JOINT STATEMENT BY PRIME MINISTERS KEY AND GILLARD: FEBRUARY 2011 REPORT ON TRANS-TASMAN COOPERATION
Prime Ministers John Key and Julia Gillard held bilateral talks in Wellington on 16 February 2011 during Prime Minister Gillard's first official visit to New Zealand.
The Prime Ministers welcomed the opportunity to meet and committed to holding annual Prime Ministerial talks.
They reiterated their expressions of deep sympathy for the victims of recent disasters in Australia and New Zealand, including floods in several parts of Australia, Cyclone Yasi in northern Queensland, fires in Western Australia and, in New Zealand, the Pike River mine disaster and Canterbury earthquake.
They also expressed their appreciation for reciprocal assistance during these and other natural disasters and welcomed the meeting of senior officials to discuss emergency management cooperation on 15 February 2011. In particular, the Prime Ministers welcomed the agreement by senior officials to develop a joint framework for crisis management cooperation to include annual consultations and a joint crisis management exercise aimed at enhancing our ability to provide reciprocal assistance.
The Prime Ministers reaffirmed that both countries' interests were served by the closest possible cooperation, coordination and collaboration on national security and defence, noting in particular the continuing importance of their contributions in Afghanistan and commending the successful operational collaboration in the Solomon Islands and East Timor. Defence White Papers in both countries have committed to the contemporary ANZAC relationship, including by sharing key capabilities. The Prime Ministers welcomed the establishment of an ANZAC Ready Response Force to respond to regional contingencies.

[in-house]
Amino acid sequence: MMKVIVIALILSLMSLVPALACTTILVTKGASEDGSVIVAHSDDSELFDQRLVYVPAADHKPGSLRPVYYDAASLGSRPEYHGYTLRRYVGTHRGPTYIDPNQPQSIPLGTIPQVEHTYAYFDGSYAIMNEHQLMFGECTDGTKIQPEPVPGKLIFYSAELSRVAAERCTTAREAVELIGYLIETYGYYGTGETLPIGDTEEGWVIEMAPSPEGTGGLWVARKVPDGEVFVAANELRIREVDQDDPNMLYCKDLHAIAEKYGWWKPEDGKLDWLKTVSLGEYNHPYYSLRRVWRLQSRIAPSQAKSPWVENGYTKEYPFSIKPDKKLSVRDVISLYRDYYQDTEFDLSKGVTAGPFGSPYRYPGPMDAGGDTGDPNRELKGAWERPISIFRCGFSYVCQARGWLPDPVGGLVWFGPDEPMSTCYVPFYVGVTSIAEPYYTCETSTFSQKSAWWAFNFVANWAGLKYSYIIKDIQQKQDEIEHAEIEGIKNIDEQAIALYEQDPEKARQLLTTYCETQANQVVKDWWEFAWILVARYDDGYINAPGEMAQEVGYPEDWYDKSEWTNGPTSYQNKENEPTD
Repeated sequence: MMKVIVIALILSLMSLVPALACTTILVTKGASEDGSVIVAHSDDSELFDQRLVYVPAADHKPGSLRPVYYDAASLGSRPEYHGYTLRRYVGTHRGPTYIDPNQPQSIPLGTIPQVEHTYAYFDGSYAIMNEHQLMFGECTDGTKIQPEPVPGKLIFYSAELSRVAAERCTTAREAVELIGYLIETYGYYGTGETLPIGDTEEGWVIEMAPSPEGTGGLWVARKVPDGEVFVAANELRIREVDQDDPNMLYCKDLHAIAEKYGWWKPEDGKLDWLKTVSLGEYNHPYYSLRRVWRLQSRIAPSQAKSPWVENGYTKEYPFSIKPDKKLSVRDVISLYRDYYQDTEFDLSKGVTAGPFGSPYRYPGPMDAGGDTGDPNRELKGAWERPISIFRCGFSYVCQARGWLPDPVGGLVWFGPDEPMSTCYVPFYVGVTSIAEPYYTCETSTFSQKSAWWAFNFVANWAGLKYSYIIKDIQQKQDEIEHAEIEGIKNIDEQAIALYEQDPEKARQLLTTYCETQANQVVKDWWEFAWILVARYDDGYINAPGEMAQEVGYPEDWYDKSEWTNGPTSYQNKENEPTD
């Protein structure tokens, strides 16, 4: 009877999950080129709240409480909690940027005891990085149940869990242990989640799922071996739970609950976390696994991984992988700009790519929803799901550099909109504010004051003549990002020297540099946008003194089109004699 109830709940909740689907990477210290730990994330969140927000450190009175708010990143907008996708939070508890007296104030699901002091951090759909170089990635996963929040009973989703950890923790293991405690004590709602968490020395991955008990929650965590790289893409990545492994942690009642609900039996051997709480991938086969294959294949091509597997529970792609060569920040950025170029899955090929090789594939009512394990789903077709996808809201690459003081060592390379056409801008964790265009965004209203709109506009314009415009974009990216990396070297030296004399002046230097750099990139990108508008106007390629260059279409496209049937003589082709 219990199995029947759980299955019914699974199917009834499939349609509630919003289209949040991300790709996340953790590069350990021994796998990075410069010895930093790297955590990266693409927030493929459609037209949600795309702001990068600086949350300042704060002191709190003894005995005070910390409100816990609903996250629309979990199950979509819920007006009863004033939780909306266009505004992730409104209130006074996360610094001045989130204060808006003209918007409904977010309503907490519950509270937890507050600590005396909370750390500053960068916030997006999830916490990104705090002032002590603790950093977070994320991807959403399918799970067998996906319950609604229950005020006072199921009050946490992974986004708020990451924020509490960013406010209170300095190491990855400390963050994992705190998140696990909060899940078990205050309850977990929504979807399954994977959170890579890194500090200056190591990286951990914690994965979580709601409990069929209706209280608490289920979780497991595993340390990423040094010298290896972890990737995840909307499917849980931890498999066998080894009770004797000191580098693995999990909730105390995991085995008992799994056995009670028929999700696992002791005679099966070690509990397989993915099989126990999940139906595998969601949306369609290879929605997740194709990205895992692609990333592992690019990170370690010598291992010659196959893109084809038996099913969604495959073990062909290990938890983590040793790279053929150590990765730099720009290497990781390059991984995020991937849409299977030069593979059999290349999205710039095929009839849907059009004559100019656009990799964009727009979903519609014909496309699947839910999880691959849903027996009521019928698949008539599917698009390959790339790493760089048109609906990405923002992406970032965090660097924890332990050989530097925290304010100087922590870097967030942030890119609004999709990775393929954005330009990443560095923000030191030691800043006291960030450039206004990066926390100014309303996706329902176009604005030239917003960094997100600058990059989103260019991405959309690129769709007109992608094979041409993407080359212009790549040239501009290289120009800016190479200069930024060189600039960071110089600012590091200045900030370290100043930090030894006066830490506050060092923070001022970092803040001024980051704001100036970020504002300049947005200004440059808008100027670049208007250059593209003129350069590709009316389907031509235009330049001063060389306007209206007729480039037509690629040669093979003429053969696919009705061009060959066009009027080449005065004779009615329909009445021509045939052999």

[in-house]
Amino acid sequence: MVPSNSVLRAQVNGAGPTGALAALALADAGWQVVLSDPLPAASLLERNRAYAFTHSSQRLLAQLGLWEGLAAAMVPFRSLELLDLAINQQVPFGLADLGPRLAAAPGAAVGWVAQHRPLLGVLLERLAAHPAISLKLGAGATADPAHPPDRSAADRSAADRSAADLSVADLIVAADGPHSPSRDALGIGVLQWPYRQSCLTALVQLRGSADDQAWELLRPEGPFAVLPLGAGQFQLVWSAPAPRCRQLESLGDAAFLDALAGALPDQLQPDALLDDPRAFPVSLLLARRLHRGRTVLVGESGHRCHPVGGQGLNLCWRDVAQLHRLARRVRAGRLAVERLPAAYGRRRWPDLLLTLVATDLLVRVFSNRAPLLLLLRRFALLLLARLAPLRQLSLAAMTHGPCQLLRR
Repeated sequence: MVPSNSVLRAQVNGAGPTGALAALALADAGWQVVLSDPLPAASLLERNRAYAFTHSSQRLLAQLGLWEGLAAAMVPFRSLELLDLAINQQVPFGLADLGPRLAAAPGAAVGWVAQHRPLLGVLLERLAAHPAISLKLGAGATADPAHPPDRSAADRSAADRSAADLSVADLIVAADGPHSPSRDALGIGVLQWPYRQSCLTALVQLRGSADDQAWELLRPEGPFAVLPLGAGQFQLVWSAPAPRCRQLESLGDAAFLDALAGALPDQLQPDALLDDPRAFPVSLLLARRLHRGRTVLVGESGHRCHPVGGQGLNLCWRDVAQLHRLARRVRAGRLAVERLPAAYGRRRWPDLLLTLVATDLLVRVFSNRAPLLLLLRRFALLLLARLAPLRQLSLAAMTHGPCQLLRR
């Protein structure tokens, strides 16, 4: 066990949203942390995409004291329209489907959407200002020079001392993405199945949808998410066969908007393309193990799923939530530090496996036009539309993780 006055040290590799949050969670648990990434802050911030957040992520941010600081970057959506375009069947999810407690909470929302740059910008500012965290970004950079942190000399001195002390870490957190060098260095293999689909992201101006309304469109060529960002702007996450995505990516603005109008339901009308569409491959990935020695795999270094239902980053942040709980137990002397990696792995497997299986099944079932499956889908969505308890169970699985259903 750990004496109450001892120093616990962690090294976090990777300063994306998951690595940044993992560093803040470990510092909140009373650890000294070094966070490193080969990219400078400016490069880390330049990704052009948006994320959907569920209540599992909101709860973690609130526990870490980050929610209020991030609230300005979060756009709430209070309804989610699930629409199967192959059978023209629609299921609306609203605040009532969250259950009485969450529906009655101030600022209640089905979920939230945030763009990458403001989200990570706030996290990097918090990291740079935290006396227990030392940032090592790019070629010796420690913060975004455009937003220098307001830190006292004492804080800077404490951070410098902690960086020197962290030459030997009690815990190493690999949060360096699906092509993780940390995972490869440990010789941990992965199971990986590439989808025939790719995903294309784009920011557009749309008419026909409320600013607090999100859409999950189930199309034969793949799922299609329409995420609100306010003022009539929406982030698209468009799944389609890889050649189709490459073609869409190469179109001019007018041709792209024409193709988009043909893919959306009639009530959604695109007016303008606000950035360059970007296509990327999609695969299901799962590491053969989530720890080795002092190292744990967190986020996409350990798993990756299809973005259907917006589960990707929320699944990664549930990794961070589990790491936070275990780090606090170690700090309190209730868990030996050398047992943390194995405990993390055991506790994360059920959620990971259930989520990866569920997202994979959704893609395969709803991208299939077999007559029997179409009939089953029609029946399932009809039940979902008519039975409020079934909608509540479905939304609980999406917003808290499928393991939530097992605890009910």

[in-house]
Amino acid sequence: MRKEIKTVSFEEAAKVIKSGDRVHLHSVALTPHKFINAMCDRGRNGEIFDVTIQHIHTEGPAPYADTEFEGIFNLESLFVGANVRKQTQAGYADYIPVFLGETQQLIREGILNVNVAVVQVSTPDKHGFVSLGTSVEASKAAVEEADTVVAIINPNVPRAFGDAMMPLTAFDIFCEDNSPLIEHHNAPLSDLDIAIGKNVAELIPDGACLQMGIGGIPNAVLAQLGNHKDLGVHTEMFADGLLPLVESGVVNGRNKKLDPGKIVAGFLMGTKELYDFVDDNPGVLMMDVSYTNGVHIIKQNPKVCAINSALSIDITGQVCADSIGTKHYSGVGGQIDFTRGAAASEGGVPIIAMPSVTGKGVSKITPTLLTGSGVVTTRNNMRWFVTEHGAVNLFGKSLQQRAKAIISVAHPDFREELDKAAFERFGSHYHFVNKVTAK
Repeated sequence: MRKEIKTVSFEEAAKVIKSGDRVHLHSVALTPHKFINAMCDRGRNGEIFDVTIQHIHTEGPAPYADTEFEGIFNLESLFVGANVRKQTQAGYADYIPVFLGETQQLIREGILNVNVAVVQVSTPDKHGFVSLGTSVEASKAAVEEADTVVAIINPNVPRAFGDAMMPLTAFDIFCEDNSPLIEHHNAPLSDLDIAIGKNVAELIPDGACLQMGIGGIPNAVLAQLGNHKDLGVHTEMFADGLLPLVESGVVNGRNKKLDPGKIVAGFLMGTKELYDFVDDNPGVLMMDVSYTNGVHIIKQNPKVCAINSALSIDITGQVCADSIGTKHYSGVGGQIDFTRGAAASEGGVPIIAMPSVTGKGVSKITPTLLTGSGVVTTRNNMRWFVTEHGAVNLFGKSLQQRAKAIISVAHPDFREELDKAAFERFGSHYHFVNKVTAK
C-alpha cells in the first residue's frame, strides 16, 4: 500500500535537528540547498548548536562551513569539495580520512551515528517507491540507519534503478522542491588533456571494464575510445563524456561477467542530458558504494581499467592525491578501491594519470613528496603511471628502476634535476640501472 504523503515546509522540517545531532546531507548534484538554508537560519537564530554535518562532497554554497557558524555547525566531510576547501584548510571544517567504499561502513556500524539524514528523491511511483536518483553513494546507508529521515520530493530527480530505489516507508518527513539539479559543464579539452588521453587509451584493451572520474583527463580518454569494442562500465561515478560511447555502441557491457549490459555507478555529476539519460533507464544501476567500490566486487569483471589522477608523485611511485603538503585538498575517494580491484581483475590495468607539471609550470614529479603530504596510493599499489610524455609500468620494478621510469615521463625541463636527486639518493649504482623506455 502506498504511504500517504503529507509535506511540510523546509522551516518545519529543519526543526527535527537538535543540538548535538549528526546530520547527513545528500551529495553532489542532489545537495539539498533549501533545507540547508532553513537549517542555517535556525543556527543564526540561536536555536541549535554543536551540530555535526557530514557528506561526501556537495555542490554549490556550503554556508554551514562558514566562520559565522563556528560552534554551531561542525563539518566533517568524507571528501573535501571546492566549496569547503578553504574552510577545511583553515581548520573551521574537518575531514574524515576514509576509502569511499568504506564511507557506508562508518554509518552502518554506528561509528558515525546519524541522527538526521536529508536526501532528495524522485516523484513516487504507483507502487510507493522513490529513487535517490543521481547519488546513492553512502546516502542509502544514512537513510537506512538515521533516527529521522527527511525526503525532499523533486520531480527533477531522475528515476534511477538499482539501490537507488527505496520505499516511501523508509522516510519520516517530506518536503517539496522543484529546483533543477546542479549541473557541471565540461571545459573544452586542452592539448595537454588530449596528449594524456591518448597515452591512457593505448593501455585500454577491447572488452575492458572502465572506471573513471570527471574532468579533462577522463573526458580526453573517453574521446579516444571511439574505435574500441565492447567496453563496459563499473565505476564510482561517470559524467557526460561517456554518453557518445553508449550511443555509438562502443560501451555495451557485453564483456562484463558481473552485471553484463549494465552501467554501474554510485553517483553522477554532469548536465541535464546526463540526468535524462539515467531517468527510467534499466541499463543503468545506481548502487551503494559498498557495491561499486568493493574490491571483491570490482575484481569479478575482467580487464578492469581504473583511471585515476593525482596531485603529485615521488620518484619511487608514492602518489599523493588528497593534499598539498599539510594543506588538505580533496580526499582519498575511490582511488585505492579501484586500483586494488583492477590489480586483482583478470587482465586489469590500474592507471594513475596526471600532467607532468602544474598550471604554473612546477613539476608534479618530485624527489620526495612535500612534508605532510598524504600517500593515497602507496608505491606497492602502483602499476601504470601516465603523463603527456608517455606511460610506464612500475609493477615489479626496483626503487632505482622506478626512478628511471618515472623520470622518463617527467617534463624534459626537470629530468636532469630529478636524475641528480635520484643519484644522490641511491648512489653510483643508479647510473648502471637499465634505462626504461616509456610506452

The Prime Ministers agreed on the importance of strengthening regional cooperation, including through the East Asia Summit and APEC. They committed to working closely together to achieve a substantial agenda for this year's East Asia Summit meeting in Bali and to support the US in its year as host of APEC. The Prime Ministers also welcomed US, and Russian, participation in the East Asia Summit.
Recognising both countries' commitment to the Cairns Compact on Strengthening Development Coordination in the Pacific, the Prime Ministers welcomed the coordinated efforts by New Zealand and Australia to assist Pacific Island countries to accelerate progress towards the Millennium Development Goals, achieve broad-based economic growth and build sustainable livelihoods.
The Prime Ministers expressed concern about the continuing deterioration in Fiji's political and economic situation. They agreed to continue working together, within the Pacific Islands' Forum and with other international partners to encourage Fiji to return to democratic and constitutional government.
The Prime Ministers committed to accelerate efforts towards greater trans-Tasman economic integration to provide an enhanced foundation on which to build future prosperity. In this regard, the Prime Ministers welcomed the signature of the Closer Economic Relations Investment Protocol, which will facilitate trans-Tasman investment by reducing regulatory barriers. Noting the very successful progress thus far in the Single Economic Market agenda, including on financial reporting standards and business law coordination, the Prime Ministers committed to work towards establishing a joint patents examination system, more competitive mobile roaming charges and accelerating cooperation on joint trade and investment initiatives.